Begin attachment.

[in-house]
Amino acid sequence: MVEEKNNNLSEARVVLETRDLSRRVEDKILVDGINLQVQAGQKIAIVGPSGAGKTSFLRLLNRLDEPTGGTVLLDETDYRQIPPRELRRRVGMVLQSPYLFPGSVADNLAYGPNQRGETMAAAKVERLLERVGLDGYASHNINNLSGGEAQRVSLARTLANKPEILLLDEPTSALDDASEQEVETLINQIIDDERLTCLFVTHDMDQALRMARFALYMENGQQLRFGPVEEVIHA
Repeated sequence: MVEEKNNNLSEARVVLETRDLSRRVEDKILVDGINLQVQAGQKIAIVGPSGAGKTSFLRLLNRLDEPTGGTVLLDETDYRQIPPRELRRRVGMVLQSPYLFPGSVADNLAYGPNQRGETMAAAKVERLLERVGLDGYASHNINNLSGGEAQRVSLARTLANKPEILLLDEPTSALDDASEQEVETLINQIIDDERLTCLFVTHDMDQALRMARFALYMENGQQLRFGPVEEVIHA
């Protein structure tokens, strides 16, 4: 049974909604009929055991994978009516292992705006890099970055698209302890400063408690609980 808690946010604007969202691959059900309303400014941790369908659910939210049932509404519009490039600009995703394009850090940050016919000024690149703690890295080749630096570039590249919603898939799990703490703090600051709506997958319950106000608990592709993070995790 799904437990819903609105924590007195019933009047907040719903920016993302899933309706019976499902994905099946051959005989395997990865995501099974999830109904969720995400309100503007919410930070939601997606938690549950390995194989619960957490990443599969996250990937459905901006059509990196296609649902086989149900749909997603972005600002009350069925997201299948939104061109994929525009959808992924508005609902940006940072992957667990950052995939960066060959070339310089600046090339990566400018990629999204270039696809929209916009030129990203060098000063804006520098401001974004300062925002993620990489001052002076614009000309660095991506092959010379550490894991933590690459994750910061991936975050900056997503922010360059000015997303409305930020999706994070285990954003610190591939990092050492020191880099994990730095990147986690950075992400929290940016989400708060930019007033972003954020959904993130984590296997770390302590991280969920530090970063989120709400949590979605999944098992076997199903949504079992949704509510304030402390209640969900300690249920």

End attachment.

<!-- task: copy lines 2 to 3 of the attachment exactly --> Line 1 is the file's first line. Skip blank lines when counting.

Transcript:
Amino acid sequence: MVEEKNNNLSEARVVLETRDLSRRVEDKILVDGINLQVQAGQKIAIVGPSGAGKTSFLRLLNRLDEPTGGTVLLDETDYRQIPPRELRRRVGMVLQSPYLFPGSVADNLAYGPNQRGETMAAAKVERLLERVGLDGYASHNINNLSGGEAQRVSLARTLANKPEILLLDEPTSALDDASEQEVETLINQIIDDERLTCLFVTHDMDQALRMARFALYMENGQQLRFGPVEEVIHA
Repeated sequence: MVEEKNNNLSEARVVLETRDLSRRVEDKILVDGINLQVQAGQKIAIVGPSGAGKTSFLRLLNRLDEPTGGTVLLDETDYRQIPPRELRRRVGMVLQSPYLFPGSVADNLAYGPNQRGETMAAAKVERLLERVGLDGYASHNINNLSGGEAQRVSLARTLANKPEILLLDEPTSALDDASEQEVETLINQIIDDERLTCLFVTHDMDQALRMARFALYMENGQQLRFGPVEEVIHA